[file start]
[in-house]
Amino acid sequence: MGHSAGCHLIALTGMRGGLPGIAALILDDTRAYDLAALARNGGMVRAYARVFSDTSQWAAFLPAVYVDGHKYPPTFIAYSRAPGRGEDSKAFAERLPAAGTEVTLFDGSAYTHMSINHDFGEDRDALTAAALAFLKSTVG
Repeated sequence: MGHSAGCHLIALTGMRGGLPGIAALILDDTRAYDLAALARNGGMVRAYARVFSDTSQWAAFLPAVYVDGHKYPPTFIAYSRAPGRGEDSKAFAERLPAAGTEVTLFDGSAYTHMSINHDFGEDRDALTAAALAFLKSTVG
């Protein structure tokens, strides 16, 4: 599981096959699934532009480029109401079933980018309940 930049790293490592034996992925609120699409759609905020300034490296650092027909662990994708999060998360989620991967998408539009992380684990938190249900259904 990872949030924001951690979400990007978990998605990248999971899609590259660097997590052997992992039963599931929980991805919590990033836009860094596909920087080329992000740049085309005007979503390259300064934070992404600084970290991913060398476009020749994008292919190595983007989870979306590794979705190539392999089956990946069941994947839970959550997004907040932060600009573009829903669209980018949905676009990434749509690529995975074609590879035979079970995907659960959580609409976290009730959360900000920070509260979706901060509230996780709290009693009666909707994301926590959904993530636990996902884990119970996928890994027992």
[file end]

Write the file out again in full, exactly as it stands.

[in-house]
Amino acid sequence: MGHSAGCHLIALTGMRGGLPGIAALILDDTRAYDLAALARNGGMVRAYARVFSDTSQWAAFLPAVYVDGHKYPPTFIAYSRAPGRGEDSKAFAERLPAAGTEVTLFDGSAYTHMSINHDFGEDRDALTAAALAFLKSTVG
Repeated sequence: MGHSAGCHLIALTGMRGGLPGIAALILDDTRAYDLAALARNGGMVRAYARVFSDTSQWAAFLPAVYVDGHKYPPTFIAYSRAPGRGEDSKAFAERLPAAGTEVTLFDGSAYTHMSINHDFGEDRDALTAAALAFLKSTVG
């Protein structure tokens, strides 16, 4: 599981096959699934532009480029109401079933980018309940 930049790293490592034996992925609120699409759609905020300034490296650092027909662990994708999060998360989620991967998408539009992380684990938190249900259904 990872949030924001951690979400990007978990998605990248999971899609590259660097997590052997992992039963599931929980991805919590990033836009860094596909920087080329992000740049085309005007979503390259300064934070992404600084970290991913060398476009020749994008292919190595983007989870979306590794979705190539392999089956990946069941994947839970959550997004907040932060600009573009829903669209980018949905676009990434749509690529995975074609590879035979079970995907659960959580609409976290009730959360900000920070509260979706901060509230996780709290009693009666909707994301926590959904993530636990996902884990119970996928890994027992």